Confession Time: The Predictions I Got Right and Wrong Last Year

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Posted by The Savvy Retiree on January 18, 2021 in Investing

Time to hold myself accountable…

Back in a letter to you in June, I explained my rationale for diving out of stocks. The pandemic was raging, the economy was sagging, unemployment was problematic, stimulus money supporting struggling families had an upcoming expiration date, and—perhaps most important—Wall Street was trading at irrational valuations.

As I wrote then: “I fear more than I ever have for the direction of Wall Street.” I sold almost all of my stocks, retaining a small, highly select group of companies (more on that in a moment). With my proceeds I moved into silver bullion, added to my already decent-sized holdings in gold, and I traded 75% of my U.S. dollars for Swiss francs. I also bought bitcoin and Etherium.

I concluded that dispatch by writing this: “Maybe I am wrong about all of this. Maybe this column will come back to bite me when the Wall Street balloon floats ever higher from here.”

So, now that we are into a new year, and we can look back over the last seven months, how did that call shake out?

Well, at time of writing, gold is up about 11.4% since my trade in mid-June. Silver is up 57%. The Swiss franc is up about 9% against the U.S. dollar (meaning my dollar-based purchasing power is up). Bitcoin is up 237%. Etherium is up 357%.

As for stocks…well the S&P 500 is up, too—by 18%. So, I got that wrong.

But I am standing by that call and doubling down.

The S&P 500 is even more overvalued than it already was back in the summer. Consider this chart:

This is the Shiller P/E ratio going back to the 19th century. It’s basically an inflation-adjusted view of S&P 500 valuations. All you really need to take away from this chart is that stock prices are at levels that are never long for this world. A reckoning awaits.

What it will take to set that reckoning in motion—who knows? Investors can remain irrational for quite some time, as the last year has demonstrated. But I still refuse to play. As a screenwriter, I have a sneaking suspicion that I know how this movie ends.

The only stocks I own today (and they are tiny in number) are those with structural tailwinds, and almost all of them are healthcare, pharmaceutical, and gold/silver miners. I strategically added a tobacco stock recently because I was able to snap it up during a sell-off and grab a 10% annual dividend yield, and I am happy holding that, even in a market collapse, because people aren’t going to stop smoking, so the dividend income will keep flowing in. I’ve strategically added marijuana as well; the feds will legalize weed nationally and marijuana retailers, packaging firms, and branded product sellers are going to be big beneficiaries. And I’ve picked up shares in a crypto-currency bank, where the underlying value of the crypto the bank owns is actually more than the value of the stock itself. I like to exploit these kinds of mismatches.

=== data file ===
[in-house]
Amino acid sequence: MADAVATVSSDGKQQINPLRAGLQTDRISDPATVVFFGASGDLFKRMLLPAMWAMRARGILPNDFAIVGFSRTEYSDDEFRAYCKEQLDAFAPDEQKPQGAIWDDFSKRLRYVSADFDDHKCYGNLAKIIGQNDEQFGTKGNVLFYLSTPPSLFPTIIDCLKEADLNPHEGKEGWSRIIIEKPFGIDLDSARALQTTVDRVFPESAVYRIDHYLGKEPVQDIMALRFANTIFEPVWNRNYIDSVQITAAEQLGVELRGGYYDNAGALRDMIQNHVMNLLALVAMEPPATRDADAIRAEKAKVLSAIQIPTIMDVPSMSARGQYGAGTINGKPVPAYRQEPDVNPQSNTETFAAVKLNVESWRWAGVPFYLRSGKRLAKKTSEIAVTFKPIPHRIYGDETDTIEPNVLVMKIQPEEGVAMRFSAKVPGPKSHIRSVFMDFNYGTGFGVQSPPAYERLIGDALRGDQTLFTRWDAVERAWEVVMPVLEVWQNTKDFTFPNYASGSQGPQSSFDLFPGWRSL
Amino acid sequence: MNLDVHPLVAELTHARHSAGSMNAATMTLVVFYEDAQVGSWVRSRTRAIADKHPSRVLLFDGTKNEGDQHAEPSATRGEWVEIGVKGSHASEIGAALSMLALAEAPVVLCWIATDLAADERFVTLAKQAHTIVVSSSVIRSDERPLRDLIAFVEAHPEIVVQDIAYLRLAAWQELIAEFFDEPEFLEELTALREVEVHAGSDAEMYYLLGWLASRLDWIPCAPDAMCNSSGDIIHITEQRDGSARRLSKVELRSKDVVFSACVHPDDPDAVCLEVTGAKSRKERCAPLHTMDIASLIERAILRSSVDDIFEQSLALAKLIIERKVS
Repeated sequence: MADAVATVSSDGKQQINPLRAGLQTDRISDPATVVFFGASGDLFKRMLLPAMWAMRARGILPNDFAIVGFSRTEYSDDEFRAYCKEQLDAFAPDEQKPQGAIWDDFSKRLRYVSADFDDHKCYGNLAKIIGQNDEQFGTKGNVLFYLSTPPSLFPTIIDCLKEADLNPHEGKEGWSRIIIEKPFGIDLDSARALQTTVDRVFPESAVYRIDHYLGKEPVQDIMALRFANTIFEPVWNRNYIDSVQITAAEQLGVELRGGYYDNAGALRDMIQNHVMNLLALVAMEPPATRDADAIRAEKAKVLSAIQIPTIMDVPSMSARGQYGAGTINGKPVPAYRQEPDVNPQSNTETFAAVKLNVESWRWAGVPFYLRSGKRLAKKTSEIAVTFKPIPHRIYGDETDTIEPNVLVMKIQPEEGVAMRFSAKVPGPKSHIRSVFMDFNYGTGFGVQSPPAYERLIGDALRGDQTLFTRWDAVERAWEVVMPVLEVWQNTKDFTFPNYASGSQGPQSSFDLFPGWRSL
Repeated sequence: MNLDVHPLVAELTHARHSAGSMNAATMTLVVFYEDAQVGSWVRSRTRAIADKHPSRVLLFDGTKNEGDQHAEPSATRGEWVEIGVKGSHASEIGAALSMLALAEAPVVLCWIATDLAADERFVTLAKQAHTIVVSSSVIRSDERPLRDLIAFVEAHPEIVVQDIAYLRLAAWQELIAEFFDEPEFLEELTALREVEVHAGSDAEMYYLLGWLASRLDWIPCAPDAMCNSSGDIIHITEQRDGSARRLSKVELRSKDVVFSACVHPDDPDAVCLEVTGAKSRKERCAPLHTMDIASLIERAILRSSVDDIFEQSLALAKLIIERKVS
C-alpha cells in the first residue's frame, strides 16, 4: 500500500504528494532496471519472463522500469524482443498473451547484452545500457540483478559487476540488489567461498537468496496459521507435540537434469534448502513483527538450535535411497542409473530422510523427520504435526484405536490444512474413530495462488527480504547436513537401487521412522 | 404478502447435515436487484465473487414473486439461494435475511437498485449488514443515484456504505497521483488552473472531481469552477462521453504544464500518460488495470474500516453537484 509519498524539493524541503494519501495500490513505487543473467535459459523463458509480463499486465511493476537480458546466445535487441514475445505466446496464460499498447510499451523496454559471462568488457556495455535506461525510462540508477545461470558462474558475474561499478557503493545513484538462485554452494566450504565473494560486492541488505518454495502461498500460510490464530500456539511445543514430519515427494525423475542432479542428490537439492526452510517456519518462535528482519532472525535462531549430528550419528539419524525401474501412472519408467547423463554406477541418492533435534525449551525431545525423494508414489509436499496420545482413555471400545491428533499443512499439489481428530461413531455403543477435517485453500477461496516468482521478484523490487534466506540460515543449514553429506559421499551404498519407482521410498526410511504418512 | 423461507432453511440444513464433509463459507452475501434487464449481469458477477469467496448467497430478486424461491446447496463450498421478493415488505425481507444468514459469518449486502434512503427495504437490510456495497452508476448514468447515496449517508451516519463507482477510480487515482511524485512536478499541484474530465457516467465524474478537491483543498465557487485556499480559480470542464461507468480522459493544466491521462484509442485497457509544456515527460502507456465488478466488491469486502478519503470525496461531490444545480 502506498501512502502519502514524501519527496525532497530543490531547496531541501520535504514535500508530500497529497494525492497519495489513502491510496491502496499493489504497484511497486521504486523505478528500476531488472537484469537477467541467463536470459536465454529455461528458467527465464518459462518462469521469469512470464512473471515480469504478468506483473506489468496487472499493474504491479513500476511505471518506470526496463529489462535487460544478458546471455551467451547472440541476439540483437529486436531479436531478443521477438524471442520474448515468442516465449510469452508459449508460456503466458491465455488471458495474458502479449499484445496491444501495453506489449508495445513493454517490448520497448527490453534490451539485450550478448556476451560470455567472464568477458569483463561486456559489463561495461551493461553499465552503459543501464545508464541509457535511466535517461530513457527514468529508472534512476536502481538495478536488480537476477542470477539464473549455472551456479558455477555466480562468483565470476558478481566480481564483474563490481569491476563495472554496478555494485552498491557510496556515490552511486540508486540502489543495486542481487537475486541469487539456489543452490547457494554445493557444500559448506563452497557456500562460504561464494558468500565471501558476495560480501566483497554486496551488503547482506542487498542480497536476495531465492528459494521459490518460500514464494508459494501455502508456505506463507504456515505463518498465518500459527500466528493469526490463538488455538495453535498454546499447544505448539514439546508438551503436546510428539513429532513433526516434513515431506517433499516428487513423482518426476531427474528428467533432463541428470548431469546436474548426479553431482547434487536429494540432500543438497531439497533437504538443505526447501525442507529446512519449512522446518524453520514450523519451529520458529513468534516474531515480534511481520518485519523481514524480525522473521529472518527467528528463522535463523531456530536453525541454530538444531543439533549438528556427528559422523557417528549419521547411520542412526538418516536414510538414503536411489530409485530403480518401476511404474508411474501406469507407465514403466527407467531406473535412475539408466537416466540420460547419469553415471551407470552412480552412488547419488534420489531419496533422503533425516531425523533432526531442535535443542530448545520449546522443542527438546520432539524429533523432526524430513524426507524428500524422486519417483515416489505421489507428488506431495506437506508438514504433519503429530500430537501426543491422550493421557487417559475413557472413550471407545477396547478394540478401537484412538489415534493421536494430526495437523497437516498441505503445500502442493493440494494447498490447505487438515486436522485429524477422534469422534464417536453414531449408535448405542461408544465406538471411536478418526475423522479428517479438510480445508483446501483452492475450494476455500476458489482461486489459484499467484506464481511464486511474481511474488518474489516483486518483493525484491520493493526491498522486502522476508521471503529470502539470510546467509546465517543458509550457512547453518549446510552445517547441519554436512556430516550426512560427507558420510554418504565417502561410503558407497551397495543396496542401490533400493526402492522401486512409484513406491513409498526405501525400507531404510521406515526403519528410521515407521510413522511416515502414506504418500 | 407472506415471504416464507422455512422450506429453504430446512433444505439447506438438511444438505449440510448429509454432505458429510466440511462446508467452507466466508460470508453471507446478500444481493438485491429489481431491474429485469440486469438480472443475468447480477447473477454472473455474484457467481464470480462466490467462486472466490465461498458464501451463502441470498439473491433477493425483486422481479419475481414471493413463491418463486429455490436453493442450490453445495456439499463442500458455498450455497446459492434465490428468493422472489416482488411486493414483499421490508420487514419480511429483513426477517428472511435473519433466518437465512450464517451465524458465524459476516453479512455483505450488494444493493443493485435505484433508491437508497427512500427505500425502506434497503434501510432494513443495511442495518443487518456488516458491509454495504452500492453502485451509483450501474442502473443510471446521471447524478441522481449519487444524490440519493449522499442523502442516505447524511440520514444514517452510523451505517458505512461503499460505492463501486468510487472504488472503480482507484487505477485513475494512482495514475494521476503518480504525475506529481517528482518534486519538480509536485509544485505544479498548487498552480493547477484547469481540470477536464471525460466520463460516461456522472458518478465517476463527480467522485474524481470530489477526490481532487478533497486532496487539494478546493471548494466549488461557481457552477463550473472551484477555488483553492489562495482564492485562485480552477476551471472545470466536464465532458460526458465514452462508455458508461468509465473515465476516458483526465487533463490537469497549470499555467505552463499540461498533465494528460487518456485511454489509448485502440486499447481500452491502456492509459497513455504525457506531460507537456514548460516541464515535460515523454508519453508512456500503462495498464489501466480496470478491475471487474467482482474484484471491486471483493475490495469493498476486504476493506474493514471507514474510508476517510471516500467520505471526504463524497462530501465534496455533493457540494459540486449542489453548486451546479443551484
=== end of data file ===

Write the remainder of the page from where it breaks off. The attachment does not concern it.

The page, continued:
Beyond that, I’m sticking to gold and silver, the Swiss franc, and cryptocurrency (February’s cover story of The Savvy Retiree is a Crypto 101 to help you learn all you need to know about owing digital currencies).

Too much is still much too wrong with the U.S. and global economies.

I continue to worry about persistently high unemployment and what appears to be a pending wave of bankruptcies and evictions that will hurt consumers and businesses. I worry Congress is doing much too little, much too late to aid American families. I worry about the incessant money printing and inflation that is now running at 2.3% on an annualized basis (I expect it will more than double from here).

And I worry that one of those events, or something else entirely, will serve as the pin to the S&P’s bubble. When that happens, the S&P will likely fall to its support level in the 2,300 range (a 37% decline). If the index breaches that level, then we’re likely looking at an 1,850 S&P, a 50% decline.

I’m particularly worried that the dollar is headed lower. The buck is already down about 13% since its peak last March, and I won’t be surprised to see it fall another 20% from here. I warn my American friends and they all yawn, failing to realize how a dollar in decline will drive up their cost of living. So be it.

Other nations are printing money, too, to fight the pandemic’s economic impacts, but the U.S. is outpacing the world. In the last year, the supply of dollars increased by nearly 25%. In the eurozone, the supply of euros is up by less than 9%. Currency is a game of relativity, and relatively speaking the euro is stronger, so the dollar will continue to weaken.

In all of this, precious metals will be the winner—crypto, too—because savvy investors want assets that can’t be replicated by magically printing more of them, as the U.S. does with dollars. In fact, I’m so concerned about the dollar that I’ve asked my employer to give me half my pay in euros so that I can preserve my spending power.

So, here at the end I will say this: I was largely right and partially wrong back in June. But the strategy I laid out remains my path forward. I want little exposure to stocks, sharply reduced exposure to the dollar, and I want to own the assets that are long-term winners of structural trends now in motion.

By Jeff D. Opdyke